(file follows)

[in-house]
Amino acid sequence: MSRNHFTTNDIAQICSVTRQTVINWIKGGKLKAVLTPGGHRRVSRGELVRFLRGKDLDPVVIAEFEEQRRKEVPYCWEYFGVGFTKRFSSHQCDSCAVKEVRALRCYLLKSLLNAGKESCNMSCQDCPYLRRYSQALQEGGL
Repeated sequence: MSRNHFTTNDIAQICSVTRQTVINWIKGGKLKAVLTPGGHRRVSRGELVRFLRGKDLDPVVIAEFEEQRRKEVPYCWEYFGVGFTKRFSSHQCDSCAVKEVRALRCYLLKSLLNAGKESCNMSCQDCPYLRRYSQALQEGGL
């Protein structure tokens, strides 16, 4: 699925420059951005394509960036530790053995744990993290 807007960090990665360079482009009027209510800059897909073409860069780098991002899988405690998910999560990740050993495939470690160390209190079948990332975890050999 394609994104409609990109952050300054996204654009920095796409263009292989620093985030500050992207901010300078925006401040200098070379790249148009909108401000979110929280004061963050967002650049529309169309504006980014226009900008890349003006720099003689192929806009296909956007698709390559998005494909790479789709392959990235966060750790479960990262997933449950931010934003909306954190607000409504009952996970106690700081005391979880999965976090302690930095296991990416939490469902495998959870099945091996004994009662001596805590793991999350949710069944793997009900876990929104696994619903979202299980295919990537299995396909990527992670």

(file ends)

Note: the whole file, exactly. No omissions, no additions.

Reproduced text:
[in-house]
Amino acid sequence: MSRNHFTTNDIAQICSVTRQTVINWIKGGKLKAVLTPGGHRRVSRGELVRFLRGKDLDPVVIAEFEEQRRKEVPYCWEYFGVGFTKRFSSHQCDSCAVKEVRALRCYLLKSLLNAGKESCNMSCQDCPYLRRYSQALQEGGL
Repeated sequence: MSRNHFTTNDIAQICSVTRQTVINWIKGGKLKAVLTPGGHRRVSRGELVRFLRGKDLDPVVIAEFEEQRRKEVPYCWEYFGVGFTKRFSSHQCDSCAVKEVRALRCYLLKSLLNAGKESCNMSCQDCPYLRRYSQALQEGGL
């Protein structure tokens, strides 16, 4: 699925420059951005394509960036530790053995744990993290 807007960090990665360079482009009027209510800059897909073409860069780098991002899988405690998910999560990740050993495939470690160390209190079948990332975890050999 394609994104409609990109952050300054996204654009920095796409263009292989620093985030500050992207901010300078925006401040200098070379790249148009909108401000979110929280004061963050967002650049529309169309504006980014226009900008890349003006720099003689192929806009296909956007698709390559998005494909790479789709392959990235966060750790479960990262997933449950931010934003909306954190607000409504009952996970106690700081005391979880999965976090302690930095296991990416939490469902495998959870099945091996004994009662001596805590793991999350949710069944793997009900876990929104696994619903979202299980295919990537299995396909990527992670």